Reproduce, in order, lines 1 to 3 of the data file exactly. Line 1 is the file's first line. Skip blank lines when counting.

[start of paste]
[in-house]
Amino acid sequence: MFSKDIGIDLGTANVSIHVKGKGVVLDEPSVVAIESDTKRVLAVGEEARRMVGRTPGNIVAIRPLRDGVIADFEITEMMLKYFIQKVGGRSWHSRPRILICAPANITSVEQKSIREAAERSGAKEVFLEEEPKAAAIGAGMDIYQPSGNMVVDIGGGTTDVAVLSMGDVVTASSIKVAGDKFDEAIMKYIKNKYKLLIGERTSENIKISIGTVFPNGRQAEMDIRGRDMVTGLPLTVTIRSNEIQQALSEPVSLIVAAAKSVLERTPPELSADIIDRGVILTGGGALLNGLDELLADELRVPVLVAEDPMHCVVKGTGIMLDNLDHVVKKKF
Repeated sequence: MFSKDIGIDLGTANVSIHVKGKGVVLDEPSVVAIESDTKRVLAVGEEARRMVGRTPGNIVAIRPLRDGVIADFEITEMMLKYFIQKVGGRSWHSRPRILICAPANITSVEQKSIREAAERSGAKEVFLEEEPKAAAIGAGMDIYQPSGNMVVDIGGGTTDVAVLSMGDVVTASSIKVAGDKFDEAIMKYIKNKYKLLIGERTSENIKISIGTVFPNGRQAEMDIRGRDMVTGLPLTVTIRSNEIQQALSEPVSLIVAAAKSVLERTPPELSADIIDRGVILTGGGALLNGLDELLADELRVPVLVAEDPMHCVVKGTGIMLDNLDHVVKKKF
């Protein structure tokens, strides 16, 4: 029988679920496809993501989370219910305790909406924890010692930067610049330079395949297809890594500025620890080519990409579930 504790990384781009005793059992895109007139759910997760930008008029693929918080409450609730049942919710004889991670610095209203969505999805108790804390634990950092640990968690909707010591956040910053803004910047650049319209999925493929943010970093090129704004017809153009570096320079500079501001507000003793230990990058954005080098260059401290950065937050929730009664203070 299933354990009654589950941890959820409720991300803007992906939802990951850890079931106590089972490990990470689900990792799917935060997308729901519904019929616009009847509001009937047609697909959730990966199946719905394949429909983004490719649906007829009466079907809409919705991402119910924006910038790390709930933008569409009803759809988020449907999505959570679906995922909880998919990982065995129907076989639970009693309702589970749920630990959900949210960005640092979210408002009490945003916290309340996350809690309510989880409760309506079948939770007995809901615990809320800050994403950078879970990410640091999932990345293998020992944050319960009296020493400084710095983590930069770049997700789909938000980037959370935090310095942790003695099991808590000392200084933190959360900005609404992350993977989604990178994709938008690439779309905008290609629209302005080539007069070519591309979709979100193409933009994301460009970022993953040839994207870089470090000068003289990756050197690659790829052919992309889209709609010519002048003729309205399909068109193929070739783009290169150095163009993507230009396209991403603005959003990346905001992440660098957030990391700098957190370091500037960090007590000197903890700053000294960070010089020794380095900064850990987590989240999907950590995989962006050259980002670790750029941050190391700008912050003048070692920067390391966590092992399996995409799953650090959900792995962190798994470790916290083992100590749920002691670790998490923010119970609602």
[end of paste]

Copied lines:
[in-house]
Amino acid sequence: MFSKDIGIDLGTANVSIHVKGKGVVLDEPSVVAIESDTKRVLAVGEEARRMVGRTPGNIVAIRPLRDGVIADFEITEMMLKYFIQKVGGRSWHSRPRILICAPANITSVEQKSIREAAERSGAKEVFLEEEPKAAAIGAGMDIYQPSGNMVVDIGGGTTDVAVLSMGDVVTASSIKVAGDKFDEAIMKYIKNKYKLLIGERTSENIKISIGTVFPNGRQAEMDIRGRDMVTGLPLTVTIRSNEIQQALSEPVSLIVAAAKSVLERTPPELSADIIDRGVILTGGGALLNGLDELLADELRVPVLVAEDPMHCVVKGTGIMLDNLDHVVKKKF
Repeated sequence: MFSKDIGIDLGTANVSIHVKGKGVVLDEPSVVAIESDTKRVLAVGEEARRMVGRTPGNIVAIRPLRDGVIADFEITEMMLKYFIQKVGGRSWHSRPRILICAPANITSVEQKSIREAAERSGAKEVFLEEEPKAAAIGAGMDIYQPSGNMVVDIGGGTTDVAVLSMGDVVTASSIKVAGDKFDEAIMKYIKNKYKLLIGERTSENIKISIGTVFPNGRQAEMDIRGRDMVTGLPLTVTIRSNEIQQALSEPVSLIVAAAKSVLERTPPELSADIIDRGVILTGGGALLNGLDELLADELRVPVLVAEDPMHCVVKGTGIMLDNLDHVVKKKF